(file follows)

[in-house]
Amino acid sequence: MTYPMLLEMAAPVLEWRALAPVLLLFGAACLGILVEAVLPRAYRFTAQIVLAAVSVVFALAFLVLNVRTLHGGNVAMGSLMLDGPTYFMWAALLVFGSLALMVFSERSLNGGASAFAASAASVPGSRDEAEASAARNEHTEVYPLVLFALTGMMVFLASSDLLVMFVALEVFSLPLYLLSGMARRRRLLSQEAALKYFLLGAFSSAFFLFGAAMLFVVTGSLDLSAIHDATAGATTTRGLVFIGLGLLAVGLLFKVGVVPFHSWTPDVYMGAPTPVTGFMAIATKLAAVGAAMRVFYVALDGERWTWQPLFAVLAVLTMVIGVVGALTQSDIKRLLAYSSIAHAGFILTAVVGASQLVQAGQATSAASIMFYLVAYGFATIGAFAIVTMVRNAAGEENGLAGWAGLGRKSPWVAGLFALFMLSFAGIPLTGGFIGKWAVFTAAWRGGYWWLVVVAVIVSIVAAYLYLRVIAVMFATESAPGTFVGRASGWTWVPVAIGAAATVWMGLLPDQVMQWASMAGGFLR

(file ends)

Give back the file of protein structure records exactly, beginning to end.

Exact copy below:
[in-house]
Amino acid sequence: MTYPMLLEMAAPVLEWRALAPVLLLFGAACLGILVEAVLPRAYRFTAQIVLAAVSVVFALAFLVLNVRTLHGGNVAMGSLMLDGPTYFMWAALLVFGSLALMVFSERSLNGGASAFAASAASVPGSRDEAEASAARNEHTEVYPLVLFALTGMMVFLASSDLLVMFVALEVFSLPLYLLSGMARRRRLLSQEAALKYFLLGAFSSAFFLFGAAMLFVVTGSLDLSAIHDATAGATTTRGLVFIGLGLLAVGLLFKVGVVPFHSWTPDVYMGAPTPVTGFMAIATKLAAVGAAMRVFYVALDGERWTWQPLFAVLAVLTMVIGVVGALTQSDIKRLLAYSSIAHAGFILTAVVGASQLVQAGQATSAASIMFYLVAYGFATIGAFAIVTMVRNAAGEENGLAGWAGLGRKSPWVAGLFALFMLSFAGIPLTGGFIGKWAVFTAAWRGGYWWLVVVAVIVSIVAAYLYLRVIAVMFATESAPGTFVGRASGWTWVPVAIGAAATVWMGLLPDQVMQWASMAGGFLR